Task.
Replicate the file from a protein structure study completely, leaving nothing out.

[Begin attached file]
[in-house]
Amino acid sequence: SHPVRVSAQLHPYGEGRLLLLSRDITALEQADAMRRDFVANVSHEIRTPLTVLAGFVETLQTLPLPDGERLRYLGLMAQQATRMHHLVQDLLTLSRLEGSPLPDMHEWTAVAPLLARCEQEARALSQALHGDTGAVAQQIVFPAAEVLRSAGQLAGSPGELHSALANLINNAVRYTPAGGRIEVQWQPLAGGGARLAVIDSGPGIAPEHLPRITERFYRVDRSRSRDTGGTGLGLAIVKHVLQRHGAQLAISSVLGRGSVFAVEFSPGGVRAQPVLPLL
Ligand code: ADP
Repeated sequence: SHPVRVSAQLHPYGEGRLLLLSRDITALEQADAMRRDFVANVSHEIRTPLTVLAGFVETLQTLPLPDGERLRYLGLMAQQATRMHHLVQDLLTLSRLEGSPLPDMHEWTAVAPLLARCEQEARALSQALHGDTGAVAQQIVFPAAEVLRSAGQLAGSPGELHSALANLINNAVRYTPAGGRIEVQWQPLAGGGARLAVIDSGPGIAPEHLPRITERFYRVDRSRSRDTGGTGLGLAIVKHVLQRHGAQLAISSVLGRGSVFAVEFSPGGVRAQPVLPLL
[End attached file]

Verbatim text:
[in-house]
Amino acid sequence: SHPVRVSAQLHPYGEGRLLLLSRDITALEQADAMRRDFVANVSHEIRTPLTVLAGFVETLQTLPLPDGERLRYLGLMAQQATRMHHLVQDLLTLSRLEGSPLPDMHEWTAVAPLLARCEQEARALSQALHGDTGAVAQQIVFPAAEVLRSAGQLAGSPGELHSALANLINNAVRYTPAGGRIEVQWQPLAGGGARLAVIDSGPGIAPEHLPRITERFYRVDRSRSRDTGGTGLGLAIVKHVLQRHGAQLAISSVLGRGSVFAVEFSPGGVRAQPVLPLL
Ligand code: ADP
Repeated sequence: SHPVRVSAQLHPYGEGRLLLLSRDITALEQADAMRRDFVANVSHEIRTPLTVLAGFVETLQTLPLPDGERLRYLGLMAQQATRMHHLVQDLLTLSRLEGSPLPDMHEWTAVAPLLARCEQEARALSQALHGDTGAVAQQIVFPAAEVLRSAGQLAGSPGELHSALANLINNAVRYTPAGGRIEVQWQPLAGGGARLAVIDSGPGIAPEHLPRITERFYRVDRSRSRDTGGTGLGLAIVKHVLQRHGAQLAISSVLGRGSVFAVEFSPGGVRAQPVLPLL